Who's Your City?, by Richard Florida
RSS feed iconFacebook iconTwitter icon

Archive for the ‘Ontario’ Category

The Heart of the Ottawa Valley

Monday, August 17th, 2009

Nestled on the shore of the mighty Ottawa River, Pembroke is the largest regional centre between Ottawa and North Bay. Just an hour and a half from Canada’s capital, it has a unique, rich cultural heritage, as it was settled in the early 1800s by tree prospectors looking for tall pines to use as masts for her Majesty’s fleet of tall ships. That exploration brought people from England, Ireland, Scotland, Poland, France and Germany – and they brought with them their unique music and dance – particularly, the easily portable fiddle. Today, that music rings throughout the city every Labour Day Weekend at the Old Time Fiddling and Step Dancing Competition that attracts musicians and afficionados of traditional music, from all over Canada and the U.S.

Pembroke is unique in Canada, and local people speak with a “Valley” accent, a mix of the first settlers languages. The creative talent is amazing in this area, and with the addition of broadband, it means that many more of our youth are choosing to stay home, while able to work anywhere in the world from their laptops. As a regional centre, there has been huge infrastructure investment recently (for a city with a population of 15,000 and a CMA of 74,000) Algonquin College is getting a new campus starting in 2010; the hospital has almost doubled in size and is now a regional health care centre with telecommunications link to CHEO and the Ottawa Heart Institute; the Superior Court House has undergone major expansion and award winn! ing reno vations; and the French School Board has built a new K-12 school and community centre.It’s a small, friendly city, a national Communities in Bloom winner, and one of the best places in Canada to call home!

Sent by Susan from Pembroke, Ontario


Monday, August 10th, 2009

morning-view-1If you appreciate and enjoy a simple, active lifestyle, Sudbury is the place to be. 4 seasons of events, sports and culture make it a vibrant small city on the edge of the boreal forest. Hiking, fishing, boating, canoeing, climbing, skiing, snowmobiling are all accessible fromj your back door. The landscape is stunningly beautiful, contrary to popular belief. The photo shows the view from my backyard, on Long Lake, which is a 10 minute drive to the main shopping district in town. There are hundreds of similar small lakes and rivers in the city limits where clusters of suburban and rural communities develop. Laurentian University is located overlooking gorgeous Ramsay Lake and attracts students from around the world to its small classes and bilingual programmes.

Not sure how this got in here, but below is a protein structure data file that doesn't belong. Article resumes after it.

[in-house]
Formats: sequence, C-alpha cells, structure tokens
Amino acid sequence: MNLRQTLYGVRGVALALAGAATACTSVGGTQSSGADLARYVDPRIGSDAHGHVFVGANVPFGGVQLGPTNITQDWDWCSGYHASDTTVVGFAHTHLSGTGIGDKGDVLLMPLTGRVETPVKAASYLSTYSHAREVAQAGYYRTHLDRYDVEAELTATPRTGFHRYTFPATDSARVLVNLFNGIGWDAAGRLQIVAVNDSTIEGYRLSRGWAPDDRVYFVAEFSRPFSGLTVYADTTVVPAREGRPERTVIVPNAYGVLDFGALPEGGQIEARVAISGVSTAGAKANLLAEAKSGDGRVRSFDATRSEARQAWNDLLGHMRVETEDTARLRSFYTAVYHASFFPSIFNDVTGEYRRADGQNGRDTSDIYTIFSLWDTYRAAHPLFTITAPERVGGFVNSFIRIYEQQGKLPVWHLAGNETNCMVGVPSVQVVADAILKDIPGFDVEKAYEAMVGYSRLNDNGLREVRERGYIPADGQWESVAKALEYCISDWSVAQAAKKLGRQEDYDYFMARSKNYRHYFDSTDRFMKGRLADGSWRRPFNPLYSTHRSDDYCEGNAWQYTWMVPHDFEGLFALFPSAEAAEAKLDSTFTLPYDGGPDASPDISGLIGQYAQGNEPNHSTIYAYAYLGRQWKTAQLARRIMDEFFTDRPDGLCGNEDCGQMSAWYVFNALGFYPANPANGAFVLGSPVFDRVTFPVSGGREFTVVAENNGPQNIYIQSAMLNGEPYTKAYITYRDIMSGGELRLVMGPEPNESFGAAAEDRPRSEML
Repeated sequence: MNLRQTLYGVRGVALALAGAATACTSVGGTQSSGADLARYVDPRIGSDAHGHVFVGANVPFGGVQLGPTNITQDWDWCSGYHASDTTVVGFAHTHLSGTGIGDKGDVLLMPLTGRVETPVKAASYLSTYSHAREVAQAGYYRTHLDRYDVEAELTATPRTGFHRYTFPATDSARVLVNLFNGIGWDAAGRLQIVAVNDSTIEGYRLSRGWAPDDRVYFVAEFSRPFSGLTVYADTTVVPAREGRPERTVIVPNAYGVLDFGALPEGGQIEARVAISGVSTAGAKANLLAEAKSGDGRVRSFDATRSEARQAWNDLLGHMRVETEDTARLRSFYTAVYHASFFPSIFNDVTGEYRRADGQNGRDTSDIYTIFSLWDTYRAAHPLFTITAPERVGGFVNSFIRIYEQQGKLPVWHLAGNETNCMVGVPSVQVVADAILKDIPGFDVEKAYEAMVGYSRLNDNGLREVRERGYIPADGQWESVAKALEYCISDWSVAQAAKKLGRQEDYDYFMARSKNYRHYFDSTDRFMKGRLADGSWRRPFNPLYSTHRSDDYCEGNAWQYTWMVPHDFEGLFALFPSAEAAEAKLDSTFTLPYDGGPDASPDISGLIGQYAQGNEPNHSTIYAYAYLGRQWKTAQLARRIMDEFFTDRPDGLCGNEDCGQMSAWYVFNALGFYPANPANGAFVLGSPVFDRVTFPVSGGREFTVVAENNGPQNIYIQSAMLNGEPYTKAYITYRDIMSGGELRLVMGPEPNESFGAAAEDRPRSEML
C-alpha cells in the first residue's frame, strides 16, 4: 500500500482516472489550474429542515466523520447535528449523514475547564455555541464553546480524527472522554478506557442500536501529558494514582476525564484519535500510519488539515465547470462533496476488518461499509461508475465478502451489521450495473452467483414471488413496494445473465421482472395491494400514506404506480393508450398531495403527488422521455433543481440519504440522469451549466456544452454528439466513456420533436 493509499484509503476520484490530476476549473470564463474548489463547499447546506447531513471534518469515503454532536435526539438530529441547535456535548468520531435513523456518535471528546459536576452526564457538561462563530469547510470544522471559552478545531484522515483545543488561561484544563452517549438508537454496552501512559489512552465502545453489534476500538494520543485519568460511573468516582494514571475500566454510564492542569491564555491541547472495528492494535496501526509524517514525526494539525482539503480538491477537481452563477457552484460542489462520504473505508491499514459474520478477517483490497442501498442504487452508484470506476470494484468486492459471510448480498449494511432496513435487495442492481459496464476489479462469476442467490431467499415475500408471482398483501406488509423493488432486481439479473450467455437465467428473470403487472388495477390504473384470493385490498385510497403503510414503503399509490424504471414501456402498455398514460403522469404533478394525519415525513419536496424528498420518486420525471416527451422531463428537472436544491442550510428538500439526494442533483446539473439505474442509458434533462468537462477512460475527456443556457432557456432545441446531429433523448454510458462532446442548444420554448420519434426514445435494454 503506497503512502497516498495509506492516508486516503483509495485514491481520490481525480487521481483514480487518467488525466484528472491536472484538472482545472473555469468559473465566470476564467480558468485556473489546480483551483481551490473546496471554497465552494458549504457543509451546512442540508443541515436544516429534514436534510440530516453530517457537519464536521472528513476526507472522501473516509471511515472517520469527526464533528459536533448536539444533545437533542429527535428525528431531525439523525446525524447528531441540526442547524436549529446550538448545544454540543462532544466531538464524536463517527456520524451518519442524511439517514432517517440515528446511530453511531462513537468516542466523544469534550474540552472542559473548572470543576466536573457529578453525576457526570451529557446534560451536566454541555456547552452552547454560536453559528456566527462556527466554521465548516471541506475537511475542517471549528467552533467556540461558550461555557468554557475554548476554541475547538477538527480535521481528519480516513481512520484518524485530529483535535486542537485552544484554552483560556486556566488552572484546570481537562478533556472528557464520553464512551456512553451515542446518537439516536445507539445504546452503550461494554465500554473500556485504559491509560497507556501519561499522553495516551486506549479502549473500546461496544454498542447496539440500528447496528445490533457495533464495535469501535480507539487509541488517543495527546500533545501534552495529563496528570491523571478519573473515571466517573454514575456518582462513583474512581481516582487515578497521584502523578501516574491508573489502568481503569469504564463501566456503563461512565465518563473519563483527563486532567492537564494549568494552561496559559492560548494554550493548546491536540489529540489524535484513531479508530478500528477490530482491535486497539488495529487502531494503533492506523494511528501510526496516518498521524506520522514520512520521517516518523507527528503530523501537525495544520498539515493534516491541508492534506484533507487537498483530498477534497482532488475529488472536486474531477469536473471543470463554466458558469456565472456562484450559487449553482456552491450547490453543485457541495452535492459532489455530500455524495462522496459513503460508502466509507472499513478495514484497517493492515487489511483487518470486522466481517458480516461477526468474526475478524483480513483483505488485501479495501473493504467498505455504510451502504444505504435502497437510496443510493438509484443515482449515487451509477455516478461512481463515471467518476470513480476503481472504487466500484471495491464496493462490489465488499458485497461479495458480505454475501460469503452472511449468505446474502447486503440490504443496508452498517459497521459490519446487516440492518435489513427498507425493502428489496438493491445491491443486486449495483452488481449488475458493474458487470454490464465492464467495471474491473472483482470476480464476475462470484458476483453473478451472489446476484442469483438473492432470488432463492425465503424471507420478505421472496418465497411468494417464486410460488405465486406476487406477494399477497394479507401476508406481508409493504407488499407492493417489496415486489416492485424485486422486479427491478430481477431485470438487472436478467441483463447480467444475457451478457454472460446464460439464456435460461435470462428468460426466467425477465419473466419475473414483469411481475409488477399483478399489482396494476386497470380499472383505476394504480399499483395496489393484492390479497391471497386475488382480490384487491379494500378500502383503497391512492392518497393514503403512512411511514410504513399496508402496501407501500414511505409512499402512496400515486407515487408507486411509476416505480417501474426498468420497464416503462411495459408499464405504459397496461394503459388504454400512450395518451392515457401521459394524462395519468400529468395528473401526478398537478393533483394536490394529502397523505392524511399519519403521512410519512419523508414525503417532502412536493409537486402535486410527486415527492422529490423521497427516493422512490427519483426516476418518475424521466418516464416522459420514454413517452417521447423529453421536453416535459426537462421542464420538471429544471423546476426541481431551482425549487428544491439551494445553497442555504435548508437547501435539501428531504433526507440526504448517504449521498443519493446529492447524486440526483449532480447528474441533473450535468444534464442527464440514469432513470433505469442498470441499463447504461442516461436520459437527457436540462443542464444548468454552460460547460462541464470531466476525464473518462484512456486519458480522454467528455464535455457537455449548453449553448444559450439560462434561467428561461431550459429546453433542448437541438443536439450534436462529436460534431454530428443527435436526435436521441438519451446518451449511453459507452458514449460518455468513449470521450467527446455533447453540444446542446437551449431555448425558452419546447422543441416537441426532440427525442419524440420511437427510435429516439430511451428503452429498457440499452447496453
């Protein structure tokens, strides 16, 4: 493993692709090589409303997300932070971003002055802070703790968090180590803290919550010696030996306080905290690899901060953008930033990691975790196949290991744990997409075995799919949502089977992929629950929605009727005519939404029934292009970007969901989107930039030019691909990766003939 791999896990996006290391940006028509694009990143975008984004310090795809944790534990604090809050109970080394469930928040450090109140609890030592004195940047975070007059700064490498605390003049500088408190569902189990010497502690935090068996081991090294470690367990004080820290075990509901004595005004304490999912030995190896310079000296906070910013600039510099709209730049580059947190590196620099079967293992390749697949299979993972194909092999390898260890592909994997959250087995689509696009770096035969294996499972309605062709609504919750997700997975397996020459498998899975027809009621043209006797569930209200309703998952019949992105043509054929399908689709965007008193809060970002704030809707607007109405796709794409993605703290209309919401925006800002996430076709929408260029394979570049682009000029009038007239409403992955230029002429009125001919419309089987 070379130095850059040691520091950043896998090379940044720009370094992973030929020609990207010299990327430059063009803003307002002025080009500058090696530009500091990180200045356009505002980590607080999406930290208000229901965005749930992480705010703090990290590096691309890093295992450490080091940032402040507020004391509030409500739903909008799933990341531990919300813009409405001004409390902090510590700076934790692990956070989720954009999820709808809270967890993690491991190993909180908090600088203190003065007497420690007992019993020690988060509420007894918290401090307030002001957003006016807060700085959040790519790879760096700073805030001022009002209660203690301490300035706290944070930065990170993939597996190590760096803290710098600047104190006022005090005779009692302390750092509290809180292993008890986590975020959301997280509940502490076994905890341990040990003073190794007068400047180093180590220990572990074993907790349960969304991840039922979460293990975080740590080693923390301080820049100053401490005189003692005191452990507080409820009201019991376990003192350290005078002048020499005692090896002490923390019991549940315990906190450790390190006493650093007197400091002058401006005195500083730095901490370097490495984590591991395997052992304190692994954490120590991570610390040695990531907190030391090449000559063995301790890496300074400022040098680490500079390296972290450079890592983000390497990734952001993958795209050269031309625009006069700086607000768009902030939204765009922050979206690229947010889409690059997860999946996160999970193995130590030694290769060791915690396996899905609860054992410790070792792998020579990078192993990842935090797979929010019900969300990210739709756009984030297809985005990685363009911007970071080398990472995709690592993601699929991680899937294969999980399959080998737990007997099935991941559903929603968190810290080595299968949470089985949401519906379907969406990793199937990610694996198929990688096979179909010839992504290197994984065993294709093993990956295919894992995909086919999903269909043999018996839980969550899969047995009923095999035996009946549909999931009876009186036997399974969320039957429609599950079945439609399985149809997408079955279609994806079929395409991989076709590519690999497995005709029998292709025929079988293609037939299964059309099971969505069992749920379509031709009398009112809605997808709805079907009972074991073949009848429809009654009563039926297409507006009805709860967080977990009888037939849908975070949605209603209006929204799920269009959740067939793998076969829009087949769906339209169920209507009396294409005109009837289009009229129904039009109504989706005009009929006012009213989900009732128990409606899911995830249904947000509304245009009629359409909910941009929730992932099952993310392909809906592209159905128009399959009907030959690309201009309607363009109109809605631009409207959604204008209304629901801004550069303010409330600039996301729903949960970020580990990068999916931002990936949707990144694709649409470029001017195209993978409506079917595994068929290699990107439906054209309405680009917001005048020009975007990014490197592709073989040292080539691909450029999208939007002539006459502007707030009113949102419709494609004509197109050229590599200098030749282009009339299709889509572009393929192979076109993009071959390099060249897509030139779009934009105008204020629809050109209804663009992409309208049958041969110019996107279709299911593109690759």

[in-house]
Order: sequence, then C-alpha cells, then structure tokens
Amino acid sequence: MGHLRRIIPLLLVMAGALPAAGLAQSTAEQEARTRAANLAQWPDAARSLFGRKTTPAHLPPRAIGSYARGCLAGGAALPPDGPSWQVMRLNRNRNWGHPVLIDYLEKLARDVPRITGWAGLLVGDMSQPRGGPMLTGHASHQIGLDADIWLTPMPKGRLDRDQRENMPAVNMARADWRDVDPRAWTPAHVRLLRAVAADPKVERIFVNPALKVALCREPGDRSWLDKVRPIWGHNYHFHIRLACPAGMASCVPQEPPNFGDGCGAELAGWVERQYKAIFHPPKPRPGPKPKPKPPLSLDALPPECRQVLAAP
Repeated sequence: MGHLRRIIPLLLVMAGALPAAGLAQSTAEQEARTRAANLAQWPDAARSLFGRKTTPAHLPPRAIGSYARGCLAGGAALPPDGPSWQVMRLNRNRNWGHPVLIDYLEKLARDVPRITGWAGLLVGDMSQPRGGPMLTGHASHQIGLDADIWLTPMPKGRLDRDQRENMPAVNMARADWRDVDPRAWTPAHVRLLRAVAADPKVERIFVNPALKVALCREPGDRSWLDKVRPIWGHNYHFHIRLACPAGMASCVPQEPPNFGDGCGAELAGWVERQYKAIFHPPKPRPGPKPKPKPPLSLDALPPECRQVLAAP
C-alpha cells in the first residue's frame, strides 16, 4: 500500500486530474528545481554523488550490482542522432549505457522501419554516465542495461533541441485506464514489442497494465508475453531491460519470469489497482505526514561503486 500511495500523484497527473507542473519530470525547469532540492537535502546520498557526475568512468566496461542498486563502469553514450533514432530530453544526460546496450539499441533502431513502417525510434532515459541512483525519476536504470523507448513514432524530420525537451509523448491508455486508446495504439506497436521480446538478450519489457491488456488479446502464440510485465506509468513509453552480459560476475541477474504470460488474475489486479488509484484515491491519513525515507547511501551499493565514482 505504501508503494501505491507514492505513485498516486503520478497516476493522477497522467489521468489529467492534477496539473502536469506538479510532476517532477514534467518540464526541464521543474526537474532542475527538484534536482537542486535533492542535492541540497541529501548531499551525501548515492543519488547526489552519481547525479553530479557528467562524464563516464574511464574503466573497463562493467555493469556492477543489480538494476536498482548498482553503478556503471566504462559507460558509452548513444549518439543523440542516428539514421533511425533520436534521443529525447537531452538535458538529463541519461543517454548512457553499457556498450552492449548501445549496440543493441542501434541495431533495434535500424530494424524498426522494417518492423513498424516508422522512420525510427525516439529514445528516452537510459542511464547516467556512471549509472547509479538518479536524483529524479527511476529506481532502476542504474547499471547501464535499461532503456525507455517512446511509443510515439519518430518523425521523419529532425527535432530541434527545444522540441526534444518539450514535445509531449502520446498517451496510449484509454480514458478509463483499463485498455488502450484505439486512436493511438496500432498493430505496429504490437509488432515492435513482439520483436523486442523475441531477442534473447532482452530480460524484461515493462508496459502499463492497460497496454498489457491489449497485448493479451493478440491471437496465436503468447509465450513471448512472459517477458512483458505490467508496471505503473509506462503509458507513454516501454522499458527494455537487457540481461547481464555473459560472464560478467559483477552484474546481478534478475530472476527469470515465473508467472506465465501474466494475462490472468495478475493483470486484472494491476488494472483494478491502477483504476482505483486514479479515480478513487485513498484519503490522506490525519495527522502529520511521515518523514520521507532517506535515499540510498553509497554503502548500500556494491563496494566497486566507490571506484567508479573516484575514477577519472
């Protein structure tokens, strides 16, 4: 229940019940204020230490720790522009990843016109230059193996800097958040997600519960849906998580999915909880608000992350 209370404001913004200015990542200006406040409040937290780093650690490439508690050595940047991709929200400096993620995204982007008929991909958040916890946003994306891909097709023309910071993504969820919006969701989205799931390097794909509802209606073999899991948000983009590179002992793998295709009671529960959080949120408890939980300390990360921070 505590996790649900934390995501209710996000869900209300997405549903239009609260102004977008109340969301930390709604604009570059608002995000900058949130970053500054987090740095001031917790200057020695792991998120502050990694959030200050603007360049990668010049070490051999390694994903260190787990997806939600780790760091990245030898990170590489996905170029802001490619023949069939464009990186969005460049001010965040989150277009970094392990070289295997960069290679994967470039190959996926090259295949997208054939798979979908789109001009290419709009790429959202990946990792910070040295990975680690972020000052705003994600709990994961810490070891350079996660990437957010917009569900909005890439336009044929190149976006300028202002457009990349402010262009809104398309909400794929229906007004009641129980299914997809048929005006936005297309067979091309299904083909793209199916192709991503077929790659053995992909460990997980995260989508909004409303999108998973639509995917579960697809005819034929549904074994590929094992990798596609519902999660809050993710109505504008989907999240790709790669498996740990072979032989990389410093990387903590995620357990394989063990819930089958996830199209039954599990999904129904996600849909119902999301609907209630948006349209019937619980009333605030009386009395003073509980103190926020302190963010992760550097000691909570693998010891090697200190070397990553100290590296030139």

The downtown is not great now, but is being revitalized with a new million school of architecture opening in 2013. Spinoffs from this bold move will be fantastic as young people bring new ideas and energy to these old downtown streets. The city has many significant cultural and government institutions including a major research hospital, Science North and Dynamic Earth science centres, the world-class Neutrino Laboratory, a very important film festival and thriving arts, music and theatre scene. A small food scene is emerging, as well as a strong environmental and ecological approach to innovation, technology and tourism. I relocated here from Toronto to be closer to family and do not miss the big city at all, especia lly when I can go for a swim or a ski on the lake at 6pm after getting home from work, or paddle my canoe to be closer to the loons on the water.

Sent by Pierre from Sudbury, Ontario


Tuesday, May 12th, 2009

oakvilleontarioOakville Ontario is one of this country’s best small cities. In addition to its excellent lakefront location in such close proximity to Toronto, it boasts a very high quality of life, a great downtown, 2 marinas, lots of parks and great schools.  Half of Oakville’s residents have a university degree which makes this a very interesting and dynamic place to live.

Sent by Ben from Oakville, Ontario

Kingston, Ontario

Monday, April 20th, 2009

A nice example of a walkable city. Close to the downtown core, most essential services are available, with a vibrant arts and music community, and one of the top Canadian universities close by, in addition to the Royal Military College.

Sent by JG from Kingston, Ontario

Edgy Potential

Monday, March 9th, 2009

wycbarbWindsor, Ontario – Living here at the moment is a little scary with increasing numbers of boarded up stores and closing businesses. We’re definitely on the job loss cutting edge. It’s odd though that still remarkably stupid people continue to talk about another bridge to Detroit creating even more truck traffic and resulting pollution even as the economy changes and the need for such a bridge evaporates. But Windsor also has huge potential for success. As the most southern city in Canada it has remarkable water ways and a much warmer client than the rest of Canada. As a grape growing area it has already marketed world renowned vintages and could become a much bigger tourist destination. With a university and a medical school affiliation, a regional cancer centre and many complementary health practitioners, it could become a centre for research and practice of alternative health modalities. And with a clearly collapsing casino and a less than healthy population, not only do we have a wonderful site for research in the casino and attached hotels on issues such as work life and environmental stress, but we also have access to both control and test subjects right here in this community. There are many artists here as well as musicians. It will be interesting to see where those visionaries take us.

Sent by Barbara from Windsor, Ontario